"The United States has been a leader of worldwide efforts to prevent the spread of nuclear weapons. To this end, the international community and many individual states have agreed to a range of treaties, laws, and agreements, known collectively as the nuclear nonproliferation regime, aimed at keeping nations that do not have nuclear weapons from acquiring them. The nonproliferation regime has also been concerned with preventing terrorists from obtaining a nuclear weapon or the materials to craft one. The attacks on New York and Washington September 11 added a new level of reality to the threat that terrorists might acquire a nuclear weapon and explode it in a populated area. Other nonproliferation concerns include a number of regional crisis points: the India- Pakistan arms race, North Korea, and the Middle East, primarily Iraq, Iran, and Israel. There is concern about China's actions in expanding its nuclear force, and of Chinese and Russian activities that may encourage proliferation in the other regions. Disposing of plutonium and highly enriched uranium from dismantled Russian nuclear weapons, while preventing it from falling into the hands of terrorists or other proliferators, is another current focus of nonproliferation activities. In the longer term, the major question is fulfilling the pledge in the Nuclear Nonproliferation Treaty (NPT) by the nuclear weapons states, including the United States, to pursue complete nuclear disarmament, in the face of skepticism about the possibility, or even the wisdom, of achieving that goal."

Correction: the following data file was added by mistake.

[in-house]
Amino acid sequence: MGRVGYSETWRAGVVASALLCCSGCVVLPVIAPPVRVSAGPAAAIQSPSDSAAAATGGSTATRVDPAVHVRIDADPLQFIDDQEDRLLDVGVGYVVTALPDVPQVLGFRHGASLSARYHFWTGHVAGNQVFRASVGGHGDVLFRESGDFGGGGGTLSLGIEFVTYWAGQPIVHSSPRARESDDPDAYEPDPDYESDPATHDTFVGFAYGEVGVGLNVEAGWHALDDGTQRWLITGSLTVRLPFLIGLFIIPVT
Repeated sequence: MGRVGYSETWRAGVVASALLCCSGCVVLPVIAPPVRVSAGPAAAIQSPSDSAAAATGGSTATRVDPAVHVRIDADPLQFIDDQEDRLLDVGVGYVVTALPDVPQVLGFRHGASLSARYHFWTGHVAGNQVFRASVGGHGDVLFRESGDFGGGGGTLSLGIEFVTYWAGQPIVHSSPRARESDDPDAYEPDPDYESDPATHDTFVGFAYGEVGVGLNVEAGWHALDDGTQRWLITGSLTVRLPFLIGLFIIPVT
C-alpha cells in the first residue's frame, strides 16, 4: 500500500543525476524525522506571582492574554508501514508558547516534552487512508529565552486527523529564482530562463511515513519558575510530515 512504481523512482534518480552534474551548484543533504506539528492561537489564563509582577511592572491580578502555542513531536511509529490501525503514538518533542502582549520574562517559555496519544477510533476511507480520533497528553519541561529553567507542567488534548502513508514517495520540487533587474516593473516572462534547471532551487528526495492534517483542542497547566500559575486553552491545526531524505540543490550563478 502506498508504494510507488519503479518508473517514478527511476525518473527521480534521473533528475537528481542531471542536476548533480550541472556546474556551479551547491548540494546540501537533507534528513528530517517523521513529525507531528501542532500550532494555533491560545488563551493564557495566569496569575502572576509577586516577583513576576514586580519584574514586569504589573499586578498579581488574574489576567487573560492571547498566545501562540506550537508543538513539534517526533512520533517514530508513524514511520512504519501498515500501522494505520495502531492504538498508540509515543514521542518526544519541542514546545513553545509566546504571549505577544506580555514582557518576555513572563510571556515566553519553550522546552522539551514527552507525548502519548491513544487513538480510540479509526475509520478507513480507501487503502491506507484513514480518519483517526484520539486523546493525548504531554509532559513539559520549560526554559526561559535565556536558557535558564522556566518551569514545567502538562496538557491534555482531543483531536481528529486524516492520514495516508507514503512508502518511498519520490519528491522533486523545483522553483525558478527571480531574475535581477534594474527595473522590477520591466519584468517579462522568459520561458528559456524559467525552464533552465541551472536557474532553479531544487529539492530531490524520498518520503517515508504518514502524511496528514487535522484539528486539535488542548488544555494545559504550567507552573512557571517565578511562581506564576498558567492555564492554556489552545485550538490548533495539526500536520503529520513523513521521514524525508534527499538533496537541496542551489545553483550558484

CRS Issue Brief for Congress, IB10091